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Posted: 1/25/2014 1:12:05 PM EDT
I think my attic is severely under insulated but I'm not entirely sure what type on insulation I have.I am trying to figure out the R value of my current insulation so i can decide how much insulation would need to be added.There is about four inches of this insulation in my attic. it appears to be blown in. I am planning on doing a diy blown in insulation. any recommendations on type or any tips or trick i should know about before i try to this?

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Link Posted: 1/25/2014 1:33:21 PM EDT
It looks like blown fiberglass. You can look up an R value chart, but you are only around 14-15 at four inches. Definitely not enough for Ohio. Blown cellulose is an easy DIY, just make sure that you don't block any soffit vents.
Link Posted: 1/25/2014 1:44:14 PM EDT
I just replaced the 52 year old insulation in our attic, so I have some sympathy for what you are about to get into!  




I had found this website during my research that tells how to calculate R value to a degree, maybe it will help you:





















Unless I misunderstood the stuff I read online at a .gov site and several home improvement sites, it seems like more is better as far as the thickness of the insulation.  Something along the lines of 'doubling the thickness of the insulation doubles the insulation value'.



















I'd advise on going online to a couple of self help sites to get tips on adding insulation.  Little stuff, like keeping insulation away from your soffit vents and certain types of lighting fixtures, is stuff that you gotta know about before tackling a job like this.  The best thing I did was buy a couple of tyvek suits and face masks.  That was well worth the cost.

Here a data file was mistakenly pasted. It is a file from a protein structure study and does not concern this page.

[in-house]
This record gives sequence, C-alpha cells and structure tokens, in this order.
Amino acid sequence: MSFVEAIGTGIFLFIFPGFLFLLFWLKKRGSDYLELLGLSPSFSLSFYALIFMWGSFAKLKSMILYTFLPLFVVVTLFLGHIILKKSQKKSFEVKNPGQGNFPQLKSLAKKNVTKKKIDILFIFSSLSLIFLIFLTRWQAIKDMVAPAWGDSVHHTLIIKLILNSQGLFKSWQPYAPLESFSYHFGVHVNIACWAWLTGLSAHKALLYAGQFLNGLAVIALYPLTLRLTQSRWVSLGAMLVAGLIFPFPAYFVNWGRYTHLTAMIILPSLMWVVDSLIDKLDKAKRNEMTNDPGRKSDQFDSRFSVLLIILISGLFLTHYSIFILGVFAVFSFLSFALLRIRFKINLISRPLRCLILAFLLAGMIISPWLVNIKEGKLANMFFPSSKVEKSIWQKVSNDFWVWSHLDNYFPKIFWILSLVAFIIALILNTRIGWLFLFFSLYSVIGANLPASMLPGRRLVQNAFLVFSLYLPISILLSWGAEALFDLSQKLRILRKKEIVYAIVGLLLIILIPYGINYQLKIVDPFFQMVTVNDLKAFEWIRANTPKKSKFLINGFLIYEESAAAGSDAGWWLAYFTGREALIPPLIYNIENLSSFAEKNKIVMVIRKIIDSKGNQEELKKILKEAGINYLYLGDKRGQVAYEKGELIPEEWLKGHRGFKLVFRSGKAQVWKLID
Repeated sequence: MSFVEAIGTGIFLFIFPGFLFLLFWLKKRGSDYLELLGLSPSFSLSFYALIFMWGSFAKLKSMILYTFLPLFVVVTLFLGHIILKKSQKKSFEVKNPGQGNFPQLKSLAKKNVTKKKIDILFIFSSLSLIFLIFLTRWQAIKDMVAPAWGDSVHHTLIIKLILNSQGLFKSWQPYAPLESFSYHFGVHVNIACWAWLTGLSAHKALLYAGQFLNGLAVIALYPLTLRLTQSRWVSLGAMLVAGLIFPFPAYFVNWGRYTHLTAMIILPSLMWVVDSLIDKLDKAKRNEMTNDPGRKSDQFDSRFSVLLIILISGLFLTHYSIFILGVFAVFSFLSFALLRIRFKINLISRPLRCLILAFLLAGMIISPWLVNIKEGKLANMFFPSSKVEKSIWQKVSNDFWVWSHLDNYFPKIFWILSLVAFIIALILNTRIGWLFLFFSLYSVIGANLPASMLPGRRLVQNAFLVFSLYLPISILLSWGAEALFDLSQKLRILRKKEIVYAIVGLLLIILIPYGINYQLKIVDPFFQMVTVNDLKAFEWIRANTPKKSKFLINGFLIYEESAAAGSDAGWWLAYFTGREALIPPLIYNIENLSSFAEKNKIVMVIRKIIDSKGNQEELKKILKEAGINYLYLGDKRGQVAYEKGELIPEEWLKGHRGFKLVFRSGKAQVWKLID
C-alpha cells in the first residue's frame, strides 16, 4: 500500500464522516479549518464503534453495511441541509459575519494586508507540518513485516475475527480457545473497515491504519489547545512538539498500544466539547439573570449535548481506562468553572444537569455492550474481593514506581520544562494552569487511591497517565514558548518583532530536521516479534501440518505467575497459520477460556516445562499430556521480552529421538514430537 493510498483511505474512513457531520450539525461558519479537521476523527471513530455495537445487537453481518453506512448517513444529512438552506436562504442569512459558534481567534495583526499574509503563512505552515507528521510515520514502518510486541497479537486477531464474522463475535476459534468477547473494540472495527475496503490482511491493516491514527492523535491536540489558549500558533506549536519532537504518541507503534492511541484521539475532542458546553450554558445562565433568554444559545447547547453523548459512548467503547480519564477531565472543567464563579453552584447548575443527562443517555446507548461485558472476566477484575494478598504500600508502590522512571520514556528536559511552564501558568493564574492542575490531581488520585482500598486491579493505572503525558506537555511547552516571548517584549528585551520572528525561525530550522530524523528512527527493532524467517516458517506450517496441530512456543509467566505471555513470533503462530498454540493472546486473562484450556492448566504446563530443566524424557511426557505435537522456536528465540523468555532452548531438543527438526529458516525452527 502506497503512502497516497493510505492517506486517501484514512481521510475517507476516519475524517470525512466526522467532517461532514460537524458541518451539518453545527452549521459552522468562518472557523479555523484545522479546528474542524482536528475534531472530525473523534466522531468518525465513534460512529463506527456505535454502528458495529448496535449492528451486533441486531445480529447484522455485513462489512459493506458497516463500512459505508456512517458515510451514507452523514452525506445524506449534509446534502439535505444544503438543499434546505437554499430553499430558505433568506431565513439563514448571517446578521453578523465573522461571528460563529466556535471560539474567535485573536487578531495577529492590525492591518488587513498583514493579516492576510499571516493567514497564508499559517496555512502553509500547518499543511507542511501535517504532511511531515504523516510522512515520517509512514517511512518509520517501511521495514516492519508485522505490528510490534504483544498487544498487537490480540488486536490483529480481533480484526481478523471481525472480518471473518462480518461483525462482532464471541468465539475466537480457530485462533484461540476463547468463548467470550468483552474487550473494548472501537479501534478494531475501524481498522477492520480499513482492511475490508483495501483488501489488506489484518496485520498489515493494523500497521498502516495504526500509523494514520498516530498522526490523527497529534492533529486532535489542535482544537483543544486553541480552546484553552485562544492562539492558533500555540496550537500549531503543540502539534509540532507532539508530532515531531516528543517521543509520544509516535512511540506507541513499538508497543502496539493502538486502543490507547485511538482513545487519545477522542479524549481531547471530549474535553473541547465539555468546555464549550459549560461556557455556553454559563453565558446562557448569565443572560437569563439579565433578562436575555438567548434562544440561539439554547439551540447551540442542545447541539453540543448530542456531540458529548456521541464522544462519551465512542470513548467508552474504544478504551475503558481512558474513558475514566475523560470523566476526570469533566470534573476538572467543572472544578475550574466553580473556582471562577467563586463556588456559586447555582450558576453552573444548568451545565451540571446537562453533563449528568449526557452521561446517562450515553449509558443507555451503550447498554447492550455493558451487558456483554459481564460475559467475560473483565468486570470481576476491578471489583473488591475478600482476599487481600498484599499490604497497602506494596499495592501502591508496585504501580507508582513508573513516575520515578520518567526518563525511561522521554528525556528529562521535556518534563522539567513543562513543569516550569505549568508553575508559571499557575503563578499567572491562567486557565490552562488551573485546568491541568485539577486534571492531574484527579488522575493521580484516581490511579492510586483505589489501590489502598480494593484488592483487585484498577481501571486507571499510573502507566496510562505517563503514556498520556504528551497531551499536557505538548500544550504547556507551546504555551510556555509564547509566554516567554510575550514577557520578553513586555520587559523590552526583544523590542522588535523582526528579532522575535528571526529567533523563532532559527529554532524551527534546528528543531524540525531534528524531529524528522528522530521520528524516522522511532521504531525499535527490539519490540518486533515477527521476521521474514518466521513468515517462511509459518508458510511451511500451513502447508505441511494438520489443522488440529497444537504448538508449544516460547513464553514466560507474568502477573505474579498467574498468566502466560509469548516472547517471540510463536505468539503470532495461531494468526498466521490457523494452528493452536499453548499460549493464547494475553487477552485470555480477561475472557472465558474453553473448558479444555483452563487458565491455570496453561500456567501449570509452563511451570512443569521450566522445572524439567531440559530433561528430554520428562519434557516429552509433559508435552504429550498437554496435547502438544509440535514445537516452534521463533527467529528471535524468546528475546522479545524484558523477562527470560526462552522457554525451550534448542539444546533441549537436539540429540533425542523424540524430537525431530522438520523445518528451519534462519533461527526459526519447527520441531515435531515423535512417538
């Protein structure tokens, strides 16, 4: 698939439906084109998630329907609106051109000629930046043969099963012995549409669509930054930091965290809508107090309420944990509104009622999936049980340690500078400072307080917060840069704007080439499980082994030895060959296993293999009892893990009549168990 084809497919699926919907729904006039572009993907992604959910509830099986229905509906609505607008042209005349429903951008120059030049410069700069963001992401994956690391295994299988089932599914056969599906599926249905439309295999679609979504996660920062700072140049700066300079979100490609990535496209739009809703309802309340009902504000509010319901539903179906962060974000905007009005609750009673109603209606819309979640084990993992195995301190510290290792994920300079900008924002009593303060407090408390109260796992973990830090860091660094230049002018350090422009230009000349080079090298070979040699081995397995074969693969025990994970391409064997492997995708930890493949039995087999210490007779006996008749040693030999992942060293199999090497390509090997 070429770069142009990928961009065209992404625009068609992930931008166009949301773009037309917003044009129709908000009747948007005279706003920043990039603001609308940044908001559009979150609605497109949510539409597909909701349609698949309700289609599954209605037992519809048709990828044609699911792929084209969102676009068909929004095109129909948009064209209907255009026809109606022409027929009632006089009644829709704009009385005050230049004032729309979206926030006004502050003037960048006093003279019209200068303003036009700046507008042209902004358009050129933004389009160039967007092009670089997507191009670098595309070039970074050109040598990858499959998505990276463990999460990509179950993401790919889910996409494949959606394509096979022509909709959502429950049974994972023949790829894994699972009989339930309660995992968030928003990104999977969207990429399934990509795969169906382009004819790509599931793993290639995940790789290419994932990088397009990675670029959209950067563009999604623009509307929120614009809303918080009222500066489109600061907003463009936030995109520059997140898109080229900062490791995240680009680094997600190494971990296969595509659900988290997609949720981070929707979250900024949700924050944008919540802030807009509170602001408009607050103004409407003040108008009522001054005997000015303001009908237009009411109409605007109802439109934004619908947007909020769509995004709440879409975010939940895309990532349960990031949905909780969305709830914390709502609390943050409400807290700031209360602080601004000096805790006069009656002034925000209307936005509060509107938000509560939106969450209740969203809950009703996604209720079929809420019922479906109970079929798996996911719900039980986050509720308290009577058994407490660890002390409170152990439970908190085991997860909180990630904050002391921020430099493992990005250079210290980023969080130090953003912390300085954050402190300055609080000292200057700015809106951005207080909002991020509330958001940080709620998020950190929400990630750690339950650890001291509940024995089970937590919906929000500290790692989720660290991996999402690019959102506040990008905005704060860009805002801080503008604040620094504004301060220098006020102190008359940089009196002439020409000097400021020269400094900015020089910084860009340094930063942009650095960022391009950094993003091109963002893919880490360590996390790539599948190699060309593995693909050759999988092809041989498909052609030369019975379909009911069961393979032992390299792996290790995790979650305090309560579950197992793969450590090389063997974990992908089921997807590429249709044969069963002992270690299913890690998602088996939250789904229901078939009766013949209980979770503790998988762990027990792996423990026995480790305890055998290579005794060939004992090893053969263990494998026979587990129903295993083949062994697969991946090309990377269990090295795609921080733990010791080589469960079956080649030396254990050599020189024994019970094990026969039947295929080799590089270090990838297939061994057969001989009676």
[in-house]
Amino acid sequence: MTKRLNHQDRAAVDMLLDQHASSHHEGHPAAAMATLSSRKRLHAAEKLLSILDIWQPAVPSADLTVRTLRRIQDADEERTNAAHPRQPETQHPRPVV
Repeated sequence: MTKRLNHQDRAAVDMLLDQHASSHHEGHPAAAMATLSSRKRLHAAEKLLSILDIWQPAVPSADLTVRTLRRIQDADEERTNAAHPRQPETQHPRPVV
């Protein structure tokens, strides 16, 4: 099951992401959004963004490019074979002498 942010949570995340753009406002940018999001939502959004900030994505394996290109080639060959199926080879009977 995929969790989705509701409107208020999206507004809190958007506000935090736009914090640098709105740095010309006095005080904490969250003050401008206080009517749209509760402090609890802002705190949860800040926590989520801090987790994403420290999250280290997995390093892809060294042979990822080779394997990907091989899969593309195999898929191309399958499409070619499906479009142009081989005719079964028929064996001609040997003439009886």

I was initially going to use the blown in, non fiberglass insulation, but ended up going with unfaced fiberglass stuff in rolls, because I could double my R value for about 2/3rd of the cost.






The new fiberglass insulation feels different than stuff I have been around in the past.  It didn't seem nearly as itchy.







The unfaced stuff in rolls would be really easy to install if you are installing them over top of existing insulation in a fairly open area.  My attic was fairly tight, so I had to do a fair amount of manhandling of the rolls (they tended to want to unroll on their own).













If I can find the other websites I used, I'll edit this post with them.  

 
 

 
 
 
Link Posted: 1/25/2014 3:07:48 PM EDT
Before you add insulation, air-seal your attic.  Move the insulation out of the way.  Run a bead of expanding foam over the top plat of each wall on the interior of your home.  Build a rigid styrofoam box around things like bath exhaust fans.  Build a rigid styrofoam box around recessed lighting.  Seal around electrical box, pipe, tube, and vent penetractions.

Around the perimeter of your attic, inspect the eves.  Seall the top plate on the exterior wall and ensure your attic venting is correctly set up.  You probably have soffet vents.  Make sure then are not obstructed, but they should vent from the outside only, NOT from the walls, etc.